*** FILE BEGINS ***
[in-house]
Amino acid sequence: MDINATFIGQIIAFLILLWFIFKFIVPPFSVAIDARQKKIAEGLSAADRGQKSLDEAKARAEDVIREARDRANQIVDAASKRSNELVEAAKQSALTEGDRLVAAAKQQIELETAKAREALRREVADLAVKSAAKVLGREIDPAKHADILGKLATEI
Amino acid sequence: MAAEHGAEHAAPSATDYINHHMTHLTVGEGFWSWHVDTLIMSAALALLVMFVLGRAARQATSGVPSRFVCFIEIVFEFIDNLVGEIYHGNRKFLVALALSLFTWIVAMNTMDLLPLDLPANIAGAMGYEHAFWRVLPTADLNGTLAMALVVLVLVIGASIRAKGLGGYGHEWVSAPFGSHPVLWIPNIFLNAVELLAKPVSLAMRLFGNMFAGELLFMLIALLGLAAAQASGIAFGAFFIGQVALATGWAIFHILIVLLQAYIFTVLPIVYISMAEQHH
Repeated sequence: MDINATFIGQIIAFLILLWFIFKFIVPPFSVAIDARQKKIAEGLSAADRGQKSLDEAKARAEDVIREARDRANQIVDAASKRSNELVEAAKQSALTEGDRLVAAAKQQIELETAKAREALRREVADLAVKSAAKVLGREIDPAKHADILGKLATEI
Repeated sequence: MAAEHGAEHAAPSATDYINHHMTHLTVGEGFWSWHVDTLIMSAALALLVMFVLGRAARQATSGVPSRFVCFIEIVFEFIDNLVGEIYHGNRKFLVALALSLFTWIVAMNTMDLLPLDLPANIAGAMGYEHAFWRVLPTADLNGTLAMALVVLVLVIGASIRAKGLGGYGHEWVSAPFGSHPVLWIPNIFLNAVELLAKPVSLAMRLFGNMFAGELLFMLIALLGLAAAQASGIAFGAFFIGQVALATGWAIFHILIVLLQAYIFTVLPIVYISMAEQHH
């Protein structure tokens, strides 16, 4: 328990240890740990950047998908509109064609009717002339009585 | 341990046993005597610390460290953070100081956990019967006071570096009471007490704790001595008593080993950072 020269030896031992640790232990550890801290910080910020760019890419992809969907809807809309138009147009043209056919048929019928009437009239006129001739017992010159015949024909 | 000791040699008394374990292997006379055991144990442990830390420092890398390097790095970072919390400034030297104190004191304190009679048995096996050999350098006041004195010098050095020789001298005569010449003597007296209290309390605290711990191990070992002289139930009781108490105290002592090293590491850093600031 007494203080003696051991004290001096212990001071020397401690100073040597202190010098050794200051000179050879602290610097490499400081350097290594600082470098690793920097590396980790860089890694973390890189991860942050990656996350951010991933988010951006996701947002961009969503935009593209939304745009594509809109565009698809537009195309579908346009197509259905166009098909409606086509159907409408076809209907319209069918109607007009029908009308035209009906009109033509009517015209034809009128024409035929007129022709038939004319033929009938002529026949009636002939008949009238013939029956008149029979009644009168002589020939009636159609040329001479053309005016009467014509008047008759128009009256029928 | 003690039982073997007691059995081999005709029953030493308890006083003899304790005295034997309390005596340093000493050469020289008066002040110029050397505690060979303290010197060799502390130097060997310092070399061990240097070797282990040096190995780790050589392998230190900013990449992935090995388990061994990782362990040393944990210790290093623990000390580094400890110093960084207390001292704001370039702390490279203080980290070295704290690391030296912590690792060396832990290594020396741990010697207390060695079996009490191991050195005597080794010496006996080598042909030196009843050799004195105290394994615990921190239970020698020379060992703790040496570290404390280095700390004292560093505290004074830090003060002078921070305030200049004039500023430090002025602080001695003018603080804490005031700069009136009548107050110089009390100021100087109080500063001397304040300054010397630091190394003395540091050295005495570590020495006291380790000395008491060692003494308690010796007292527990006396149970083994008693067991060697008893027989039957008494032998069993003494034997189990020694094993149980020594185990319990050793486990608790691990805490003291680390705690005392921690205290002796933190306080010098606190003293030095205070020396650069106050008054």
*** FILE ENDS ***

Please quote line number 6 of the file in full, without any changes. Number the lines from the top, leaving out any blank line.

């Protein structure tokens, strides 16, 4: 328990240890740990950047998908509109064609009717002339009585 | 341990046993005597610390460290953070100081956990019967006071570096009471007490704790001595008593080993950072 020269030896031992640790232990550890801290910080910020760019890419992809969907809807809309138009147009043209056919048929019928009437009239006129001739017992010159015949024909 | 000791040699008394374990292997006379055991144990442990830390420092890398390097790095970072919390400034030297104190004191304190009679048995096996050999350098006041004195010098050095020789001298005569010449003597007296209290309390605290711990191990070992002289139930009781108490105290002592090293590491850093600031 007494203080003696051991004290001096212990001071020397401690100073040597202190010098050794200051000179050879602290610097490499400081350097290594600082470098690793920097590396980790860089890694973390890189991860942050990656996350951010991933988010951006996701947002961009969503935009593209939304745009594509809109565009698809537009195309579908346009197509259905166009098909409606086509159907409408076809209907319209069918109607007009029908009308035209009906009109033509009517015209034809009128024409035929007129022709038939004319033929009938002529026949009636002939008949009238013939029956008149029979009644009168002589020939009636159609040329001479053309005016009467014509008047008759128009009256029928 | 003690039982073997007691059995081999005709029953030493308890006083003899304790005295034997309390005596340093000493050469020289008066002040110029050397505690060979303290010197060799502390130097060997310092070399061990240097070797282990040096190995780790050589392998230190900013990449992935090995388990061994990782362990040393944990210790290093623990000390580094400890110093960084207390001292704001370039702390490279203080980290070295704290690391030296912590690792060396832990290594020396741990010697207390060695079996009490191991050195005597080794010496006996080598042909030196009843050799004195105290394994615990921190239970020698020379060992703790040496570290404390280095700390004292560093505290004074830090003060002078921070305030200049004039500023430090002025602080001695003018603080804490005031700069009136009548107050110089009390100021100087109080500063001397304040300054010397630091190394003395540091050295005495570590020495006291380790000395008491060692003494308690010796007292527990006396149970083994008693067991060697008893027989039957008494032998069993003494034997189990020694094993149980020594185990319990050793486990608790691990805490003291680390705690005392921690205290002796933190306080010098606190003293030095205070020396650069106050008054």